I’m not agreeing, here, with bob mcmanus — at least I don’t think I am, but maybe I’m coming close to his point-of-view. I don’t know what it would mean to “kill Capital”. Reification of capitalism, as an evil distinct from tragic propensities of human beings, has always seemed misguided to me. “Crooked Timber” for building any society, any political economy implies deliberately building the institutions that support and constrain us to better behavior and better governance.

We have tried the experiment of laissez faire, of unrestrained private economic power, and there are powerful political forces determined to defend, and even extend that experiment. But, there are assembled no forces to oppose that experiment, to end that experiment. Instead, the establishment left argues for its values, but tries to adapt to the system as it now is, to make greed work, to make privatizing everything, work.

The financial sector is the key to this drive to privatize everything, to turn everything into securitized cash flows: charter schools, private prisons, and the endless extension of globalization into a global trade regime, which makes national government obsolete and superfluous. We are looking into the abyss, staring dystopia in the face, and, yet, we are afraid to tinker with the fictional Arthur Jensen’s “primal forces of nature”, afraid of the consequences of saying, no, of opposing this headlong rush into a plutocrat’s neo-feudalism.

I don’t say that the hesitation is without reason. Revolutions are costly. We are talking about breaking the social contract, to re-write it, and the interruption, the transition, will be disruptive and costly, in the best scenario.

82

Bruce Wilder 11.15.13 at 5:38 pm

Ronan(rf) @ 73: “the changing face of global financial capitalism”

The commentary in the linked essay seems like so much gobblygook to me, but the wild gyrations, which they, apparently, cannot explain, look to me like the wobbles of a spinning top, which is slowing to stop.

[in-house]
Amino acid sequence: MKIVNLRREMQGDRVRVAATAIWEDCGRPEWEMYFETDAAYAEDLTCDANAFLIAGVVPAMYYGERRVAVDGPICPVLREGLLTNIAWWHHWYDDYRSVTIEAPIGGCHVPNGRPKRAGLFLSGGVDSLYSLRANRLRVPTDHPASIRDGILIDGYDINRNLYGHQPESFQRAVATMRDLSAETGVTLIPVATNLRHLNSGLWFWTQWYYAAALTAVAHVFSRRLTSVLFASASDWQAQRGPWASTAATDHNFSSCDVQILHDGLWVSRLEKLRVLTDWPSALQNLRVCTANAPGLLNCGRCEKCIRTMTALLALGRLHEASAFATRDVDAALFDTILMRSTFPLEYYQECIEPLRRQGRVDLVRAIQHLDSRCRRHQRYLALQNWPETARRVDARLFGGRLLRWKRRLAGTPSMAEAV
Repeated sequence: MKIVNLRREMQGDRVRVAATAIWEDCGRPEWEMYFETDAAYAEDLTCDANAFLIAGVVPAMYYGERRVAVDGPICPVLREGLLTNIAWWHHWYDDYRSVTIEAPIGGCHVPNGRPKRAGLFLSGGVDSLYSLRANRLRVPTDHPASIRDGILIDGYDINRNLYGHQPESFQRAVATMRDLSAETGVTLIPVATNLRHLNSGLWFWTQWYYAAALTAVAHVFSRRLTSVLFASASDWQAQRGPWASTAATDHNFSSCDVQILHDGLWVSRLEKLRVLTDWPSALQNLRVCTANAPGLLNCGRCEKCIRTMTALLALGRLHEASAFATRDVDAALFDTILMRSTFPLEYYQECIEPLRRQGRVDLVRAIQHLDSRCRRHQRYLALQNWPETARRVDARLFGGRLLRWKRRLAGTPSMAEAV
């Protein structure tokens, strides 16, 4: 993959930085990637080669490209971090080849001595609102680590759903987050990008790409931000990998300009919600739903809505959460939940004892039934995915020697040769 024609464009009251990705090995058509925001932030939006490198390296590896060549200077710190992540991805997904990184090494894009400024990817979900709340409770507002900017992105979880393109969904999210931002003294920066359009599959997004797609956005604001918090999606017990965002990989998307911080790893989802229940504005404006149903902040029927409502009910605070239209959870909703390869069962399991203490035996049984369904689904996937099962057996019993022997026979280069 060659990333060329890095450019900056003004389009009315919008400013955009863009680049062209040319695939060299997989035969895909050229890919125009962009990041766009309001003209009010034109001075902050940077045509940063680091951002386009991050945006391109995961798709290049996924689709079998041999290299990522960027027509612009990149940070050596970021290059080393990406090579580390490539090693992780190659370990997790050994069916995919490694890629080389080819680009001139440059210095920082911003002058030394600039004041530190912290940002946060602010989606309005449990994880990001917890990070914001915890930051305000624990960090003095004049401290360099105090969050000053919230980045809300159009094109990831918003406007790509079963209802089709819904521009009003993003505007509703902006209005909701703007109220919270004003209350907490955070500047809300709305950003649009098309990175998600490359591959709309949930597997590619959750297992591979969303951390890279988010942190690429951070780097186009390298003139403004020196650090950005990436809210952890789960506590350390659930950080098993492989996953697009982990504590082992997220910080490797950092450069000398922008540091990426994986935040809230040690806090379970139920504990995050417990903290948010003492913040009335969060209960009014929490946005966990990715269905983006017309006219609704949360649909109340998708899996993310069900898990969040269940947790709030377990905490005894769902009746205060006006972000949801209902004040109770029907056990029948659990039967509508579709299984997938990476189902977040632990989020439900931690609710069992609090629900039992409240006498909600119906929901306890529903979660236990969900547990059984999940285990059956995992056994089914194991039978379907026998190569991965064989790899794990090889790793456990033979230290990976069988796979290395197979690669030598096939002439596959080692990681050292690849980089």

83

Trader Joe 11.15.13 at 6:55 pm

@78
In the context I’m referring to $75-$175,000. In the NY metro area, this is an amount that would generally allow someone to rent rather than own – but not really pay for private schools and houses in the Hamptons. Its a group that gets hit hard by city, state and property taxes but doesn’t make so much that they can hire people to help avoid them.

I’m not suggesting at all that these are low wage positions, far from it – but these aren’t income levels one would associate with the 1% either. These are senior line/admin positions and junior supervision positions that represent a meaningful percentage of the core workforce of a Wall Street investment bank. The carry out functions like tech, compliance, marketing, and admin support and have jobs quite similar to what you’d find in any Fortune 500 type organization. You’d have to eliminate about 100 such people to pay for one Dick Fuld.

84

bob mcmanus 11.15.13 at 7:17 pm

I don’t know what it would mean to “kill Capital”.

How about a Mega-Jubilee. Burn all paper, void all contracts. Stocks bonds mortgages credit card bills student loans all the fictitious capital, all the re-ification of social relationships. Maybe ID’s and courthouse records. Burn it all. Make the social real.

Your neighbors agree you live there, you keep your house and the Van Gogh on the wall. In any case, have a meeting and talk.

So what happens to the factory with its assembly line and parts? By me, it isn’t as if the stockholders can claim it. Maybe syndicalism, maybe something else. But the means of production survives. Is the drill press still “capital” without any paper?

(I bet the second day workers get bored, go to the factory, tire of the endless discussion, turn a few bolts. Shopkeeper will open his doors. Somebody will truck food.)

Gov’t can print to get a flow going.

Something close to this has happened, in countries that lose wars badly. Production comes back. Maybe we get the same old hierarchies. Maybe not.

What happens after a natural disaster? Do people get all selfish and unhelpful?

When the paper is everything, controls everything, matters infinitely more than what you can touch and hold and build and assemble…burn the paper. But has to be all of it.

85

ZM 11.15.13 at 7:26 pm

bob mcmanus,